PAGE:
Unfitting Stories: Narrative Approaches to Disease, Disability, and Trauma illustrates how stories about ill health and suffering have been produced and received from a variety of perspectives. Bringing together the work of Canadian researchers, health professionals, and people with lived experiences of disease, disability, or trauma, it addresses central issues about authority in medical and personal narratives and the value of cross- or interdisciplinary research in understanding such experiences. The book considers the aesthetic dimensions of health-related stories with literary readings that look at how personal accounts of disease, disability, and trauma are crafted by writers and filmmakers into published works. Topics range from psychiatric hospitalization and aestheticizing cancer, to father-daughter incest in film. The collection also deals with the therapeutic or transformative effect of stories with essays about men, sport, and spinal cord injury; narrative teaching at L’Arche (a faith-based network of communities inclusive of people with developmental disabilities); and the construction of a “schizophrenic” identity. A final section examines the polemical functions of narrative, directing attention to the professional and political contexts within which stories are constructed and exchanged. Topics include ableist limits on self-narration; drug addiction and the disease model; and narratives of trauma and Aboriginal post-secondary students. Unfitting Stories is essential reading for researchers using narrative methods or materials, for teachers, students, and professionals working in the field of health services, and for concerned consumers of the health care system. It deals with practical problems relevant to policy-makers as well as theoretical issues of interest to specialists in bioethics, gender analysis, and narrative theory. Read the chapter “Social Trauma and Serial Autobiography: Healing and Beyond” by Bina Freiwald on the Concordia University Library Spectrum Research Repository website.
The Best American Series® First, Best, and Best-Selling The Best American series is the premier annual showcase for the country’s finest short fiction and nonfiction. Each volume’s series editor selects notable works from hundreds of magazines, journals, and websites . A special guest editor, a leading writer in the field, then chooses the best twenty or so pieces to publish. This unique system has made the Best American series the most respected—and most popular—of its kind. The Best American Essays 2011 includes Hilton Als, Katy Butler, Toi Derricotte, Christopher Hitchens, Pico Iyer, Charlie LeDuff, Chang-Rae Lee, Lia Purpura, Zadie Smith, Reshma Memon Yaqub, and others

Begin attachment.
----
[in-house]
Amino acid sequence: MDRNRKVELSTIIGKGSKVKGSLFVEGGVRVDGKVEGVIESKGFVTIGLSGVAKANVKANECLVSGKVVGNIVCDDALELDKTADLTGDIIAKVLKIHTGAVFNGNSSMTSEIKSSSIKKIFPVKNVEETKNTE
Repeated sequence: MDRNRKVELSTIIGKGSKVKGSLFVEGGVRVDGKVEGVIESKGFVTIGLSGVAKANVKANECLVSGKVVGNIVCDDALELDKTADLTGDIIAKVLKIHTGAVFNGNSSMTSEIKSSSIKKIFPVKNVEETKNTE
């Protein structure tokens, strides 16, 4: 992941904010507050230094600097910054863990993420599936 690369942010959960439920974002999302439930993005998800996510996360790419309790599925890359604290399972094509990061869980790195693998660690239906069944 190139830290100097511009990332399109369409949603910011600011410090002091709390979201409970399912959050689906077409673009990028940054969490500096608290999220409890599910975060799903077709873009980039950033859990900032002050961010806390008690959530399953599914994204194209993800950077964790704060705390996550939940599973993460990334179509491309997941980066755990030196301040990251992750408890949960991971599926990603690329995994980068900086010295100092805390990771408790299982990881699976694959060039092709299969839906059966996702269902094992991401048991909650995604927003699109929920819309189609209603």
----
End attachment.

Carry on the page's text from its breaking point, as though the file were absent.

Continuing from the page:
Yvette was charming, sexy and smart. She was also a doctor. And she wanted him. Could this be 'too good to be true'? How could he have been so lucky to find her? What he didn't know at the time they met was that she was probably a 'high-functioning Borderline', someone exceptionally intelligent, alluring and amorous, yet self-destructive and damaging; not just to him, but to herself. As a result of their first meeting, his two-year relationship with Yvette would literally take him to the edge of insanity, and back again. And it would only be through the painful, gruelling process of self-discovery that he would find the inner strength to finally release himself from the madness and mayhem that characterised his 'Borderline' relationship. This personal journey eventually led him to find the reasons why he had been attracted to Yvette in the first place, reasons that would literally be life-changing. This is his story... Kelleher's explicit and honest autobiographical memoir of his two-year relationship with someone whom he suspected was suffering from 'Borderline Personality Disorder' is both harrowing, and enlightening. It details the story of how Kelleher succumbed to Yvette's 'Borderline charms', primarily through a lack of his own self-awareness, and tells the story of their subsequent relationship. It also details his traumatic experience in trying to leave this relationship, required in the end to safeguard his own sanity. But beyond his story, Kelleher tells the account of how his relationship with Yvette awoke fundamental realisations about his own character, and about why he chose to remain in such a dysfunctional relationship for so long. In essence, it is a story about self-discovery and about how Kelleher's relationship with someone possessing 'Borderline' characteristics was ultimately responsible for leading him to discover a deep and profound understanding of the very person he really was, rather than the person he 'thought' he was before meeting Yvette. This book will appeal primarily to 'Non-BPD's', either people who are currently in relationships with partners and loved-ones who may be suffering from Borderline Personality Disorder (BPD), and/or those who may have chosen to leave such a relationship in the recent past. The book takes a balanced view, and recognises and acknowledges the reasons why 'non's' may choose to stay in such dysfunctional relationships. It is ultimately a book about self-discovery, and personal recovery from the trauma experienced by a 'non' by being in a 'Borderline' relationship. It may also be of interest to those suffering from BPD, or those who suspect that they might be. It is an honest, heart-felt account about the chaos experienced by a 'non-BPD' within a 'Borderline' relationship, which also fully acknowledges the 'non's' contribution to the ongoing dysfunction within such a destructive relationship.